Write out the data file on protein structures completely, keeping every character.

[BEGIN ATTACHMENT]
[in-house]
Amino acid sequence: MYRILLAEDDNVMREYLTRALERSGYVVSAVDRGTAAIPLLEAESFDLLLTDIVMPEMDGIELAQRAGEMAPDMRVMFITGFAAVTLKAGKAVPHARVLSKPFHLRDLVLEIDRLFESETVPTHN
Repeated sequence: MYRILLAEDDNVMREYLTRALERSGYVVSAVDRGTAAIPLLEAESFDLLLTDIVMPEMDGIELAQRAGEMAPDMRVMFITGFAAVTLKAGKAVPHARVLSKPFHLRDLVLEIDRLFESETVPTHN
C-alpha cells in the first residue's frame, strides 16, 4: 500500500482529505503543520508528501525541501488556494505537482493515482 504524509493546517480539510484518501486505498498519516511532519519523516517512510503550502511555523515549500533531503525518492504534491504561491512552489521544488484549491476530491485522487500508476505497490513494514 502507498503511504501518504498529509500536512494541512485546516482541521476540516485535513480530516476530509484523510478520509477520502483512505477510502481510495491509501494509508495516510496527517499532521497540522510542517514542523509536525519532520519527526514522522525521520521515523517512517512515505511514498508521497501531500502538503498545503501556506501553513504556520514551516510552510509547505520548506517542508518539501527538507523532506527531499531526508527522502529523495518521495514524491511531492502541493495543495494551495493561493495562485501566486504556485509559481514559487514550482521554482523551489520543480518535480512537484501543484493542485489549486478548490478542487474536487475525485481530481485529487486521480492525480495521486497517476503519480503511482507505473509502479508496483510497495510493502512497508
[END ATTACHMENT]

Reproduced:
[in-house]
Amino acid sequence: MYRILLAEDDNVMREYLTRALERSGYVVSAVDRGTAAIPLLEAESFDLLLTDIVMPEMDGIELAQRAGEMAPDMRVMFITGFAAVTLKAGKAVPHARVLSKPFHLRDLVLEIDRLFESETVPTHN
Repeated sequence: MYRILLAEDDNVMREYLTRALERSGYVVSAVDRGTAAIPLLEAESFDLLLTDIVMPEMDGIELAQRAGEMAPDMRVMFITGFAAVTLKAGKAVPHARVLSKPFHLRDLVLEIDRLFESETVPTHN
C-alpha cells in the first residue's frame, strides 16, 4: 500500500482529505503543520508528501525541501488556494505537482493515482 504524509493546517480539510484518501486505498498519516511532519519523516517512510503550502511555523515549500533531503525518492504534491504561491512552489521544488484549491476530491485522487500508476505497490513494514 502507498503511504501518504498529509500536512494541512485546516482541521476540516485535513480530516476530509484523510478520509477520502483512505477510502481510495491509501494509508495516510496527517499532521497540522510542517514542523509536525519532520519527526514522522525521520521515523517512517512515505511514498508521497501531500502538503498545503501556506501553513504556520514551516510552510509547505520548506517542508518539501527538507523532506527531499531526508527522502529523495518521495514524491511531492502541493495543495494551495493561493495562485501566486504556485509559481514559487514550482521554482523551489520543480518535480512537484501543484493542485489549486478548490478542487474536487475525485481530481485529487486521480492525480495521486497517476503519480503511482507505473509502479508496483510497495510493502512497508